Do your part for a safer Internet and scan your devices for these now-extinct threats using the free tool provided by Bitdefender.
On November 30, a thorough investigation code-named Operation Avalanche has materialized in an extremely complex, cross-jurisdiction, cross-industry clean-up effort. The project, coordinated by Europol and supported by partner anti-malware vendors, targeted malware families that have wrought havoc in the past years and inflicted significant damage to computer users all over the world.
Operation Avalanche targets 20 different malware families both old (yet functioning) botnets such as Goznym, Marcher, Dridex, Matsnu, URLZone, XSWKit, Pandabanker, as well as newer – yet better-known – threats such as the Cerber or Teslacrypt ransomware strains. Throughout their operation, they managed to extort roughly hundreds of millions of Euro worldwide , although the extent of the damage can’t be accurately determined because of the high volume of operations managed through the Avalanche platform.
As part of the operation, Europol and its global partners seized, sinkholed or blocked over 800,000 web domains used by malware to call back home, confiscated over 30 servers and put offline more than 220 servers via abuse notification protocols. All these efforts ensure that the command and control mechanisms for the target botnets are disrupted and infected bots can’t call home for new instructions.
Along with the pursuit of justice in a number of court cases, the purpose of this massive mobilization of forces is to provide comprehensive clean-up for the targeted malware families which ensures that malware won’t persist on the victims’ computer after its command-and-control centers have been taken down.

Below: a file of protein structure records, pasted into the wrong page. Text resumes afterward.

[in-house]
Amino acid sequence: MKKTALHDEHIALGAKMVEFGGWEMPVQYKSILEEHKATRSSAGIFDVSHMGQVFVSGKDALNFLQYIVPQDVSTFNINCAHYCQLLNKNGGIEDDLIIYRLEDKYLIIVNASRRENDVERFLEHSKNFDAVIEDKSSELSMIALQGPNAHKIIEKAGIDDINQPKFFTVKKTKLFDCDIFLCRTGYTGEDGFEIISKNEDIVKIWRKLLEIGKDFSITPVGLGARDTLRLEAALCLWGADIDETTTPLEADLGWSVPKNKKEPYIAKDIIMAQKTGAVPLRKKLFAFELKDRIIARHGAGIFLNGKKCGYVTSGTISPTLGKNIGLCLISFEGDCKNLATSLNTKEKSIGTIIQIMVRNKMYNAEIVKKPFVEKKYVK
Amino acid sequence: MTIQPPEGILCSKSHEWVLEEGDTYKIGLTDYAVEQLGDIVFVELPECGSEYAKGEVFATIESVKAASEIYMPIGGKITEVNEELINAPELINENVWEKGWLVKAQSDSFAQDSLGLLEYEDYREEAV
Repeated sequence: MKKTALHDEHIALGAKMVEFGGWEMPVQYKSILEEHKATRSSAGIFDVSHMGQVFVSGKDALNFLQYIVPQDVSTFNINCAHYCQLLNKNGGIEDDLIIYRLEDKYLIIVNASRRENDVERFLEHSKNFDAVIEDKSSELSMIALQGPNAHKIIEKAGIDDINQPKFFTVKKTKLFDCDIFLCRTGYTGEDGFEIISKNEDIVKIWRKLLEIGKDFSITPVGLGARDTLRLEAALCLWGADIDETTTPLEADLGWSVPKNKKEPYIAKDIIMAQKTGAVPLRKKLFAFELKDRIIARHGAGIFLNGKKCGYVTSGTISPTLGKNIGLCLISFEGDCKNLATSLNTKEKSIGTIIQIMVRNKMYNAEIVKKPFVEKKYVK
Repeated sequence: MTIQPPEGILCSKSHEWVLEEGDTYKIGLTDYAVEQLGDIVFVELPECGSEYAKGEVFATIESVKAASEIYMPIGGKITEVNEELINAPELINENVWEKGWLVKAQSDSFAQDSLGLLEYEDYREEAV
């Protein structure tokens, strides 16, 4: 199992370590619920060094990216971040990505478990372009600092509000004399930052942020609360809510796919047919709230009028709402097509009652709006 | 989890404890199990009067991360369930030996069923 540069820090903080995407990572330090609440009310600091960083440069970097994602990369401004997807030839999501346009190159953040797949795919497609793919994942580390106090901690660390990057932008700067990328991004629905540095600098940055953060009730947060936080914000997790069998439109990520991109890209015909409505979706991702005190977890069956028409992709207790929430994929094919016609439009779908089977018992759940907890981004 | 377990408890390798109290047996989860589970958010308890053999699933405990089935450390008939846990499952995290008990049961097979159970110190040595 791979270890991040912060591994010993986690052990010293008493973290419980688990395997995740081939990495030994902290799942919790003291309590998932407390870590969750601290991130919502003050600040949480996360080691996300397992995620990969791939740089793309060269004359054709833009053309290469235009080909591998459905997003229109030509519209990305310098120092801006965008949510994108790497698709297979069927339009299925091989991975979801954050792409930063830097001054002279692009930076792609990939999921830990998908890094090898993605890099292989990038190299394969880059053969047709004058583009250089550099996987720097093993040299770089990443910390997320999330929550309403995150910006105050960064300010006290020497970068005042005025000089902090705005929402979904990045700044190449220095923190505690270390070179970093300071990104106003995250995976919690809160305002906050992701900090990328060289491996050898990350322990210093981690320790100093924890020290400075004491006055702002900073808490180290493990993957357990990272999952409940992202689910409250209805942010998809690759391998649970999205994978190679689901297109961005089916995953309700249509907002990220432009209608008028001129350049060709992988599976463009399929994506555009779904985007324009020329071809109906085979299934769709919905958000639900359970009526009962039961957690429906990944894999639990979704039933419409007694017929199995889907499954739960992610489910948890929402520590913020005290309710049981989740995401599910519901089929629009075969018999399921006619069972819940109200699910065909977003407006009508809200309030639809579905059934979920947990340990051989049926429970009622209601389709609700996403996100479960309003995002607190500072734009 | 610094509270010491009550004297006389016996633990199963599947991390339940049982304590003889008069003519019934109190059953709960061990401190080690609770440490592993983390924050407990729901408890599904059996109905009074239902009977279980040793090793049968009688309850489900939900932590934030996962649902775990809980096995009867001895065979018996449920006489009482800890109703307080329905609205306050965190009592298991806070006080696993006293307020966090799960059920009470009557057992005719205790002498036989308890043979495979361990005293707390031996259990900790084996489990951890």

Why is cleanup necessary?
After the command and control centers are rendered inoperable, bots on the infected computers can’t usually inflict any direct damage. However, their attempts at getting in touch with the command and control centers for further instructions would not only waste precious CPU cycles, but also generate junk internet traffic. Some other times, such bots modify the current configuration of the computer which may prevent it to connect to the internet or access specific resources. A well known example of such behavior is the DNS Changer Trojan that made it impossible for some 25,000 computers to access the Internet after its command and control center had been shut down.
“Removal is a critical step that victims need to take in order to ensure the extinction of these malware families. Even if our products have successfully detected these threats since their emergence, the removal tool we built as part of the cooperation with Europol allows victims running other security solutions – or no solution at all – to successfully disinfect their machines and clean up after the botnet”, said Catalin Cosoi, Chief Security Strategist at Bitdefender.
If you have any doubts that your computer might be part of any of these botnets or if you want to run a quick check, we advise that you download the removal tool and run a full system scan. Alternatively, if you are not running a security solution on your computer, you might want to install a full antimalware suite such as the Bitdefender Total Security Multi-Device for continuous protection against malware.
Our biggest thanks go to the Bitdefender antimalware team in the Iasi office who worked around the clock to provide free removal and disinfection for all the malware families that made the object of yesterdays takedown: Dan Anton -Technical Project Manager. Antimalware Laboratory; Bogdan Prelipcean – Technical Leader. Antimalware Laboratory; George Jescu – Technical Leader. Antimalware Laboratory Adrian Popescu – Team Leader. Antimalware Laboratory; Bogdan Timofte – Senior Malware Researcher; Eduard Budaca – Junior Malware Researcher; Andrei Nacu – Team Leader. Antimalware Laboratory; Alexandru Munteanu – Junior Malware Researcher; Lucian Alexandru – Junior Malware Researcher.